Avalanche Advisory
Advisory: Salt Lake Area Mountains Issued by Greg Gagne for Friday - April 6, 2018 - 4:43am
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Avalanche conditions are generally safe and the danger is LOW.

special announcement

Lift tickets for Snowbasin and Powder Mountain remaining. The tickets are discounted almost 50%. Details and order information here. All proceeds from these go towards paying for avalanche forecasting and education!

current conditions

Under cloudy skies mountain temperatures range from the upper 20's to mid 30's F and winds are out of the west/southwest. At mid elevations winds are less than 10 mph with gusts in the teens, gusting into the 20's mph at upper elevations. A trace to 2" of damp snow fell since yesterday, and the top few inches of the snow surface is spongy with a frozen crust underneath, providing soft and supportable travel.

Our Week in Review can be found by clicking here, including coverage of a recent avalanche cycle in the Provo mountains.

recent activity

No avalanche activity was reported Thursday.

Heads up if you're considering skiing Timpanogos or other peaks further south this spring. The Provo area mountains have a very different and more dangerous snowpack. It's worth reviewing an avalanche cycle that occurred last week in that area. With more precipitation coming this weekend, especially most of that falling as rain, we'll be watching the snowpack in that area to see how it responds and if more avalanches occur.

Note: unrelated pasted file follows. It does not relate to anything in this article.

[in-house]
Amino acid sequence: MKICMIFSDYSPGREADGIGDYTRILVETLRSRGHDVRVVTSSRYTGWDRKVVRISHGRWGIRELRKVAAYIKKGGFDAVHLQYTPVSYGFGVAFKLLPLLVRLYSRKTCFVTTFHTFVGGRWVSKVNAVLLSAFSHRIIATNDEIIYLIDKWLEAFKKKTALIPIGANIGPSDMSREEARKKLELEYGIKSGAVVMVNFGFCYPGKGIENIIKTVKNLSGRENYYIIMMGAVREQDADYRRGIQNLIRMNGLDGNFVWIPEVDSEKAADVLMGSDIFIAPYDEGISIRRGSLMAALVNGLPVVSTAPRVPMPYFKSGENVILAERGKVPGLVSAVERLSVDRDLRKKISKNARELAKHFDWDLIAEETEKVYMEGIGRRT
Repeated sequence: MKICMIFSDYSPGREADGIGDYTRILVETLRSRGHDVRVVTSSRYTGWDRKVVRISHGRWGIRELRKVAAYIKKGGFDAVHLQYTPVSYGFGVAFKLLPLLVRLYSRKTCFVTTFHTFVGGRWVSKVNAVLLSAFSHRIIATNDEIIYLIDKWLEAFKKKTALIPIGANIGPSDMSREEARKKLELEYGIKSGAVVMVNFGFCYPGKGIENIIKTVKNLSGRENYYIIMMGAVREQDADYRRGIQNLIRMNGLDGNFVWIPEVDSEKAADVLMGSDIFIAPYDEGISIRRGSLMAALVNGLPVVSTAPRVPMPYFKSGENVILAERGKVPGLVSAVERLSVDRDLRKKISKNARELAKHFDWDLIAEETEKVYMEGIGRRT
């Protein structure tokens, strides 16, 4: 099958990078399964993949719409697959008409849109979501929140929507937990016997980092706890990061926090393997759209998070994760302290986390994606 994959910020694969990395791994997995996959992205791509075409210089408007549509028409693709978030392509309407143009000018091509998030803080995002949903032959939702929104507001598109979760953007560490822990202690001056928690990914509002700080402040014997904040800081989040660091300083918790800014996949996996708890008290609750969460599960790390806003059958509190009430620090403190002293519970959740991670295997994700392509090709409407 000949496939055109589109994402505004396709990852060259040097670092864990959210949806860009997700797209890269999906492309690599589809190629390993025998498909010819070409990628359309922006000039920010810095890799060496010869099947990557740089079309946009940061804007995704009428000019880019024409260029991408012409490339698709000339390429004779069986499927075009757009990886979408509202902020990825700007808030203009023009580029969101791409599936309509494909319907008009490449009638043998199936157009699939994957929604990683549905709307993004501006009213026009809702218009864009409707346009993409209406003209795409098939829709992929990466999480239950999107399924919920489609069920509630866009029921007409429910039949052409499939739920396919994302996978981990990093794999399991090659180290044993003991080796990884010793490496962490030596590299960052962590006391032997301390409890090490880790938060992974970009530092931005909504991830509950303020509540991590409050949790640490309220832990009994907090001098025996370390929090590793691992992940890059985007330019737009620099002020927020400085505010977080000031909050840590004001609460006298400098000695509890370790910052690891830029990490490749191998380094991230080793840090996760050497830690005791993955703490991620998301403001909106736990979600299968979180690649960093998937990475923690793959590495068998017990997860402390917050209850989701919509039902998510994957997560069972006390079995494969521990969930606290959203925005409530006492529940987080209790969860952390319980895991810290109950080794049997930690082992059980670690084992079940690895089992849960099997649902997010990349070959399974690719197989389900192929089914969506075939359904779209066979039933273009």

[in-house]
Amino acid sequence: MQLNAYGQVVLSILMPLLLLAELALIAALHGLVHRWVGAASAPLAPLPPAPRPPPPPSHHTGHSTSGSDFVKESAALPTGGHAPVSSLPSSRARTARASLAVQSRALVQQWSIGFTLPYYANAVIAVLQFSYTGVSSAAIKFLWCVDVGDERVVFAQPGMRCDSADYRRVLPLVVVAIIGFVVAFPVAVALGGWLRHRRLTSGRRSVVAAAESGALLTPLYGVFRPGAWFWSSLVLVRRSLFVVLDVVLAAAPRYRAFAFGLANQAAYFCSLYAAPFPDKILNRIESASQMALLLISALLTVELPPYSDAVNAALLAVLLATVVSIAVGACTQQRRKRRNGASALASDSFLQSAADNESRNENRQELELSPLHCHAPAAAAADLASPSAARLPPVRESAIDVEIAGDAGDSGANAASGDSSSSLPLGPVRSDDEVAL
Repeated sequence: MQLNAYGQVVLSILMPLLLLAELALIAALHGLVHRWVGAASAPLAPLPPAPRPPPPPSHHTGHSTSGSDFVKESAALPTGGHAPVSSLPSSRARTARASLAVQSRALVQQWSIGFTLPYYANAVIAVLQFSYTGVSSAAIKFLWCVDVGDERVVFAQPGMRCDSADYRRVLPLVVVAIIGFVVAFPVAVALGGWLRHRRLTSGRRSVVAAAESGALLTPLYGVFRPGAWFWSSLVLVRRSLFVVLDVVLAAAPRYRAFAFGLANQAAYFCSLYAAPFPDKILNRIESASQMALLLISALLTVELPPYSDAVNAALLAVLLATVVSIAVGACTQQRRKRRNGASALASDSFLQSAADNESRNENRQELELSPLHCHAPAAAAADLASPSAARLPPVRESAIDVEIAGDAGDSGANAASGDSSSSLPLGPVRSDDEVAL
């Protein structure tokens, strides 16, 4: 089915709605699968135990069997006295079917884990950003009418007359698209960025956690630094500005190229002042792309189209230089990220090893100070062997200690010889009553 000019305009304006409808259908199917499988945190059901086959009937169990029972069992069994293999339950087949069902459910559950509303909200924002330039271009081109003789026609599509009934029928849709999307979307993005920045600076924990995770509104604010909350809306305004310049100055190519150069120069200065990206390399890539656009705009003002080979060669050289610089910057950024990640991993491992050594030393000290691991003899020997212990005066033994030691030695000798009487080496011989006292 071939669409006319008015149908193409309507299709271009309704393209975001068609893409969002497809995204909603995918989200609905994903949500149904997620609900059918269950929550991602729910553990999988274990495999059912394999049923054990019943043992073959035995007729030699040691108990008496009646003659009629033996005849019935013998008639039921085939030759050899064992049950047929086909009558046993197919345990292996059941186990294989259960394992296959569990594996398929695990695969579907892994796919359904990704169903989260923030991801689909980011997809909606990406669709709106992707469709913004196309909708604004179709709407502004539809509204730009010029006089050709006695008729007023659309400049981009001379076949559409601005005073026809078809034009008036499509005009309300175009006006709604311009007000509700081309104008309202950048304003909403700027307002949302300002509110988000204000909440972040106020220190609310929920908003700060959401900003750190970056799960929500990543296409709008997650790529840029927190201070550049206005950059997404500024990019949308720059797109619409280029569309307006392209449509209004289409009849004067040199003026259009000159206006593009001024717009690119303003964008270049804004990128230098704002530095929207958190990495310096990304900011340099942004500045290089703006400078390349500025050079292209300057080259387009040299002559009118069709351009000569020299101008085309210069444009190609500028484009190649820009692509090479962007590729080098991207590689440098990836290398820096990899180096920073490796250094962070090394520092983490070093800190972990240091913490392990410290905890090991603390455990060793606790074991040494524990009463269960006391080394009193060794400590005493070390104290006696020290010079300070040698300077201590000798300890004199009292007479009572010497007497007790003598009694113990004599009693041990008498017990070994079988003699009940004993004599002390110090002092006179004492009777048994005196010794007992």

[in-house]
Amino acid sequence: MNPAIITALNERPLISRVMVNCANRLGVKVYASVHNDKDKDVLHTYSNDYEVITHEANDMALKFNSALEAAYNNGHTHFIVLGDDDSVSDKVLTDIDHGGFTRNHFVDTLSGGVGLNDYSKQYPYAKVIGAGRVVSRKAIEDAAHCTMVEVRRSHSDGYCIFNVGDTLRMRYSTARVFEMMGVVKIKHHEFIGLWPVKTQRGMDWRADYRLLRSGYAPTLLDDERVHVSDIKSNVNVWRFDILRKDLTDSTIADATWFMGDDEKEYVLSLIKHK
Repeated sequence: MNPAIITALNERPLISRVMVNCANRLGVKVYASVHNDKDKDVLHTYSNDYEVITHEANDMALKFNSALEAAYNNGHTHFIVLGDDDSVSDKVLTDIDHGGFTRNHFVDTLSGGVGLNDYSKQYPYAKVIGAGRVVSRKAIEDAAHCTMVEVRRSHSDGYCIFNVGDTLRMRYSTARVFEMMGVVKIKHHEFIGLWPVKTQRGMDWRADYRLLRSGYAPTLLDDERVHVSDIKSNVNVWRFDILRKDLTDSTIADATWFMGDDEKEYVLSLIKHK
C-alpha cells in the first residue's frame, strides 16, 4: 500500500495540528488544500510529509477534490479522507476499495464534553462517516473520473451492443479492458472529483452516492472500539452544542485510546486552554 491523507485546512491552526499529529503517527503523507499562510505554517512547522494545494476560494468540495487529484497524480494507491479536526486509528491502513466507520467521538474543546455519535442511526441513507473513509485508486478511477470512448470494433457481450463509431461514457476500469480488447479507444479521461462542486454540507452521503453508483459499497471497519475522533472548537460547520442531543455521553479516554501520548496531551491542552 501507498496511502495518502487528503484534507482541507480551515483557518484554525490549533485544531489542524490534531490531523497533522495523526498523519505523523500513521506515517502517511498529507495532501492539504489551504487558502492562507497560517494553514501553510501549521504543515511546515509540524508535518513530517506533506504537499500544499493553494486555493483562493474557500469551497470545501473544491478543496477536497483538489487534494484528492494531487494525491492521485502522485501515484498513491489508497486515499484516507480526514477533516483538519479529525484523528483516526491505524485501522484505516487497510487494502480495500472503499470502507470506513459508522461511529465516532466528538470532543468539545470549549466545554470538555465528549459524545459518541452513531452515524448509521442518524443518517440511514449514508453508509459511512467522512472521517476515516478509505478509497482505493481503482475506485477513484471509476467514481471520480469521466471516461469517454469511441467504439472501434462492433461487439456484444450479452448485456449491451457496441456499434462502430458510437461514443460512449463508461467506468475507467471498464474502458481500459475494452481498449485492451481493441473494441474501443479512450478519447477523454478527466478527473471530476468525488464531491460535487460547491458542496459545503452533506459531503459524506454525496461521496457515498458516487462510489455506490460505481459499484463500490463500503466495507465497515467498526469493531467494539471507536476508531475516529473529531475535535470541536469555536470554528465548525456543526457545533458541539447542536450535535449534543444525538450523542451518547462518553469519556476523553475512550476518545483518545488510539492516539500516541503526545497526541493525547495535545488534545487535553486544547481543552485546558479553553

Avalanche Problem 1
type aspect/elevation characteristics
over the next 12 hours

The avalanche hazard is Low and avalanches are unlikely. You may still find a frozen snow surface on northerly aspects at the very uppermost elevations where a slide on the slick surface is possible.

Below is a video from Thursday's field day Mark Staples and I had in White Pine Canyon where we found weak, faceted snow sitting between the March 22 rain crust and a recent temperature crust near the surface of our snowpack. The accompanying photo illustrates Mark pointing to this weak layer. Although we currently enjoy a period of general stability, identifying and mapping weaknesses in the snowpack is a crucial component to long-term safe travel and riding in avalanche terrain.

For those interested in hearing more about how pros identify and track weak layers in the snowpack, be sure to listen to the latest UAC podcast where Drew interviews pro observer Mark White.


A weak disturbance will bring light snow showers to our region today, with 1-2" of damp snow possible. Mountain temperatures will range from the upper 30's and into the low 40's F. Skies will be cloudy and winds will be generally light to moderate, gusting in the teens at mid elevations, and 20's mph at upper elevations.

More interesting weather for Saturday as we are under at atmospheric river event (the dashed line in the image below). Up to 1.5" of water is possible with this system, with the period of heaviest precipitation falling later Saturday afternoon and evening. Unfortunately most of that will fall as rain, with a rain/snow line approaching 10,000'. By the time colder air arrives later Saturday night, the atmosphere begins to dry out. This will limit snowfall numbers. By Sunday morning we may measure 1-2" of snow at 9000', with slightly higher amounts above that elevation.

We can wring some hopeful news out of the longterm forecast with a possible cold system coming out of the northwest later next week.

general announcements


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This information does not apply to developed ski areas or highways where avalanche control is normally done. This advisory is from the U.S.D.A. Forest Service, which is solely responsible for its content. This advisory describes general avalanche conditions and local variations always occur.